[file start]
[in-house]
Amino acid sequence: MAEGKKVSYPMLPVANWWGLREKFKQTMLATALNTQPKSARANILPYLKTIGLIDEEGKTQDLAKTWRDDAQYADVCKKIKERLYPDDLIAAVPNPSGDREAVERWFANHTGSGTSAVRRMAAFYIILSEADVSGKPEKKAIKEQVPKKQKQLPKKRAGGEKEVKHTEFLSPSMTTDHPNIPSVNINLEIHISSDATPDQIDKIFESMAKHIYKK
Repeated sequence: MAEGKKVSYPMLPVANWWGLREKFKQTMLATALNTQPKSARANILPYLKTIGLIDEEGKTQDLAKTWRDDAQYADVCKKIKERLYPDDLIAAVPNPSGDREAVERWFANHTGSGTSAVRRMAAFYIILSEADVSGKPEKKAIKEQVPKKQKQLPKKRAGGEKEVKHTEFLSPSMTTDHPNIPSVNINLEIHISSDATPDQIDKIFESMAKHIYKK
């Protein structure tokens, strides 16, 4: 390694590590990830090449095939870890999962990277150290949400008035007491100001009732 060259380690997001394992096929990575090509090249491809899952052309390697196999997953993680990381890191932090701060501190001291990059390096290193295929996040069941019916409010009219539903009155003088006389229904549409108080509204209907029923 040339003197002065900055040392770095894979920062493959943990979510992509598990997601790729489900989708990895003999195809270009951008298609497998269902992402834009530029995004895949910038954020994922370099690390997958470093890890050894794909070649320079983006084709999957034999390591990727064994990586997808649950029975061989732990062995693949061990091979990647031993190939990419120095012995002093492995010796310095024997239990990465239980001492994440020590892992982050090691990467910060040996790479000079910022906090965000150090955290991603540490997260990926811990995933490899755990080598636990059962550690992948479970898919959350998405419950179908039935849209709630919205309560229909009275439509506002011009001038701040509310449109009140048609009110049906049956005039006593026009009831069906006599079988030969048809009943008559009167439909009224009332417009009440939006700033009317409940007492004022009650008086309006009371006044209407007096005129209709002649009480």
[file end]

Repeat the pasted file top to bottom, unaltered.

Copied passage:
[in-house]
Amino acid sequence: MAEGKKVSYPMLPVANWWGLREKFKQTMLATALNTQPKSARANILPYLKTIGLIDEEGKTQDLAKTWRDDAQYADVCKKIKERLYPDDLIAAVPNPSGDREAVERWFANHTGSGTSAVRRMAAFYIILSEADVSGKPEKKAIKEQVPKKQKQLPKKRAGGEKEVKHTEFLSPSMTTDHPNIPSVNINLEIHISSDATPDQIDKIFESMAKHIYKK
Repeated sequence: MAEGKKVSYPMLPVANWWGLREKFKQTMLATALNTQPKSARANILPYLKTIGLIDEEGKTQDLAKTWRDDAQYADVCKKIKERLYPDDLIAAVPNPSGDREAVERWFANHTGSGTSAVRRMAAFYIILSEADVSGKPEKKAIKEQVPKKQKQLPKKRAGGEKEVKHTEFLSPSMTTDHPNIPSVNINLEIHISSDATPDQIDKIFESMAKHIYKK
């Protein structure tokens, strides 16, 4: 390694590590990830090449095939870890999962990277150290949400008035007491100001009732 060259380690997001394992096929990575090509090249491809899952052309390697196999997953993680990381890191932090701060501190001291990059390096290193295929996040069941019916409010009219539903009155003088006389229904549409108080509204209907029923 040339003197002065900055040392770095894979920062493959943990979510992509598990997601790729489900989708990895003999195809270009951008298609497998269902992402834009530029995004895949910038954020994922370099690390997958470093890890050894794909070649320079983006084709999957034999390591990727064994990586997808649950029975061989732990062995693949061990091979990647031993190939990419120095012995002093492995010796310095024997239990990465239980001492994440020590892992982050090691990467910060040996790479000079910022906090965000150090955290991603540490997260990926811990995933490899755990080598636990059962550690992948479970898919959350998405419950179908039935849209709630919205309560229909009275439509506002011009001038701040509310449109009140048609009110049906049956005039006593026009009831069906006599079988030969048809009943008559009167439909009224009332417009009440939006700033009317409940007492004022009650008086309006009371006044209407007096005129209709002649009480």